An English baby girl being carried on a palanquin by Indian bearers, on the road fo Nainital. Photograph dated 1904.

Shortly after the annexation of Awadh, the Sepoy Mutiny, more appropriately described as the Indian Rebellion of 1857-58, broke out. This was by far the greatest threat posed to the British since the beginnings of their acquisition of an empire in India in 1757, and within the space of a few weeks in May large swathes of territory in the Gangetic plains had fallen to the rebels. Atrocities were committed on both sides, and conventionally the rebellion is viewed as marking the moment when the British would always understand themselves as besieged by hostile natives, just as the Indians understood that they could not forever be held in submission. If in the early days of the Company's rule a legend was constructed around the Black Hole of Calcutta, so signifying the villainy of Indians, the Rebellion of 1857-58 gave rise to an elaborate mythography on both sides. Delhi was recaptured by British troops in late 1857, the Emperor Bahadur Shah, last of the Mughals, was put on trial for sedition and predictably convicted, and by mid-1858 the Rebellion had been entirely crushed. The East India Company was abolished, though John Stuart Mill, the Commissioner of Correspondence at India House, London, and the unacknowledged formulator of British policy with respect to the native states, furnished an elaborate but ultimately unsuccessful plea on behalf of the Company. India became a Crown colony, to be governed directly by Parliament, and henceforth responsibility for Indian affairs would fall upon a member of the British cabinet, the Secretary of State for India, while in India itself the man at the helm of affairs would continue to be the Governor-General, known otherwise in his capacity as the representative of the monarch as the Viceroy of India.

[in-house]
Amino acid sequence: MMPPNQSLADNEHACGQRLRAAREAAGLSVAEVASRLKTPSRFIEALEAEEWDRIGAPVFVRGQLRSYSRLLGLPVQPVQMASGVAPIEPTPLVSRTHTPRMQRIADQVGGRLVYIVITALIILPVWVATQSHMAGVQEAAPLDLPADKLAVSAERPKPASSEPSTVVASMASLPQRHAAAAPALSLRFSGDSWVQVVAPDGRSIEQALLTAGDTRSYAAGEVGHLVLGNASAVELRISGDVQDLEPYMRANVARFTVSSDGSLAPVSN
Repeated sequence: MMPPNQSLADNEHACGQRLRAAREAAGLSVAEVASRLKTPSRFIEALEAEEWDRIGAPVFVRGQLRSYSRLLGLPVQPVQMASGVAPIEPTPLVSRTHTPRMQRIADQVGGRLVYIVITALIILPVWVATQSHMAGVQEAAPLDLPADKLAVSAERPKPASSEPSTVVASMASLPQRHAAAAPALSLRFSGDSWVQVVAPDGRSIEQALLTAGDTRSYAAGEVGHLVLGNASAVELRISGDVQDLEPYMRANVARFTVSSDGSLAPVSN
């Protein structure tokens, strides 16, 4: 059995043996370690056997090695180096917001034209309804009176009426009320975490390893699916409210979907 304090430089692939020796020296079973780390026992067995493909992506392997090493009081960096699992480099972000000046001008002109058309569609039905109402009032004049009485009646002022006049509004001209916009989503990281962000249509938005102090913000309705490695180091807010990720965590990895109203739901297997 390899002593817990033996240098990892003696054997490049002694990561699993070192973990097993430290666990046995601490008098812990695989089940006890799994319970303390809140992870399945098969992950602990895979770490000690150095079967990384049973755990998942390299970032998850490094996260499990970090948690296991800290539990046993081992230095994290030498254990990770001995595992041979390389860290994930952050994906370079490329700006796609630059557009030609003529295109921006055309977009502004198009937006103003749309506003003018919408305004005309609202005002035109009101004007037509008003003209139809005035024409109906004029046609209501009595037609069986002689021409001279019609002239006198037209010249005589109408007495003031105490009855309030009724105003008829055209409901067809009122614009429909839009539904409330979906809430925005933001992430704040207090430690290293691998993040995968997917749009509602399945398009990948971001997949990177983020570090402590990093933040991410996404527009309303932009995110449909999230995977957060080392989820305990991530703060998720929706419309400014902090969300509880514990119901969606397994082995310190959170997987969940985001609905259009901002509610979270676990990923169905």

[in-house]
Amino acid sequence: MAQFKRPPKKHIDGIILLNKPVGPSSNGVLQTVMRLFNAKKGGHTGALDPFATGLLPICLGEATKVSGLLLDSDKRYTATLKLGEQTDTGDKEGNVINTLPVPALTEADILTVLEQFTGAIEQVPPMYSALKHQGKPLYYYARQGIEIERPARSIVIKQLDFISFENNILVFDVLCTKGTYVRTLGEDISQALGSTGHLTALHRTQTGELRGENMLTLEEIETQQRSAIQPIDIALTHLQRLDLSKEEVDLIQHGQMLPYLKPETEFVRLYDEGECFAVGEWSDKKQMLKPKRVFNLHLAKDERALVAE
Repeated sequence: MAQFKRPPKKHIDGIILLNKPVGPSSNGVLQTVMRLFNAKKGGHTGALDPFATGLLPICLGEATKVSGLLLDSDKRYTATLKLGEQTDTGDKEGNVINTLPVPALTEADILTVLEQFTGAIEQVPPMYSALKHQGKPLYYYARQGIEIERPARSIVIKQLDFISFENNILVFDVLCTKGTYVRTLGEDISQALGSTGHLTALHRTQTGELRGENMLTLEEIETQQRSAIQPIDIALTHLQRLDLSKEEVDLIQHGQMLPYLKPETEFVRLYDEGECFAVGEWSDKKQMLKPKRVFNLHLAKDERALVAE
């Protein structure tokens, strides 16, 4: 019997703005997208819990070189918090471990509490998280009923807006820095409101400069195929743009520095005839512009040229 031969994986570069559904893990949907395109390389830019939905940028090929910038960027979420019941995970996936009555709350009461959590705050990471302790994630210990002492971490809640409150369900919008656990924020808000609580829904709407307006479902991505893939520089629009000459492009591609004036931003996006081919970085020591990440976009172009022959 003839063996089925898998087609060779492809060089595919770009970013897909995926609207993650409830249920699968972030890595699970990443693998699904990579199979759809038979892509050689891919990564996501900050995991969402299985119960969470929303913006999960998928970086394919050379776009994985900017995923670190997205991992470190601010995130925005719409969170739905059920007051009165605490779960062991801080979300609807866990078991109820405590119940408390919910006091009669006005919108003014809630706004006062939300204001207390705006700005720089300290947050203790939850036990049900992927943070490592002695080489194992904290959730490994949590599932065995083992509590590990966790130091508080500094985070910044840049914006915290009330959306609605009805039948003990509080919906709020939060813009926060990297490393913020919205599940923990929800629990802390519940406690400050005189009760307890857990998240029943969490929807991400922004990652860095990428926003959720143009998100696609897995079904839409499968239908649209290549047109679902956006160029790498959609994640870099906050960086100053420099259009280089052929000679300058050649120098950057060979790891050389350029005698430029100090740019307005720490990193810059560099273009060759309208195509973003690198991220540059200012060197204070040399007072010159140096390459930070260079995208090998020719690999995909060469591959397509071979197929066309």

The proclamation of Queen Victoria, in which she promised that she and her officers would work for the welfare of their Indian subjects, ushered in the final phase of the British Raj. Among Indians, there were debates surrounding female education, widow remarriage, the age of consent for marriage, and more generally the status of women; and in the meanwhile, with increasing emphasis on English education, and the expansion of the government, larger numbers of Indians joined government service. There was, similarly, a considerable increase in both English-language and vernacular journalism, and in 1885 the Indian National Congress, at first an association comprised largely of lawyers and some other professionals, was founded in order that educated Indians might gain something of a voice in the governance of their own country. However, nationalist sentiments could not be confined within the parameters set by a gentlemanly organization such as the Congress, and both in Maharashtra, where the radicals were led by Bal Gangadhar Tilak, and in Bengal armed revolutionaries attempted to carry out a campaign of terror and assassination directed at British officials and institutions. In 1905, on the grounds that the governance of Bengal had become impossible owing to the large size of the presidency, the British partitioned Bengal, and so provoked the first major resistance to British rule and administrative policies in the aftermath of the Rebellion of 1857-58. It is during the Swadeshi movement that Indians deployed various strategies of non-violent resistance, boycott, strike and non-cooperation, and eventually the British had to agree to revoke the partition of Bengal. The partition itself had been attempted partly with a view to dividing the largely Muslim area of East Bengal from the western part of Bengal, which was predominantly Hindu, and the communalist designs of the British were clearly demonstrated as well in their encouragement of the Muslim League, a political formation that came into existence in 1907, on the supposition that the interests of the Muslims could not be served by the Indian National Congress. The capital of the country was shifted as well from Calcutta to Delhi, where a new set of official buildings designed to reflect imperial splendor led to the creation of New Delhi.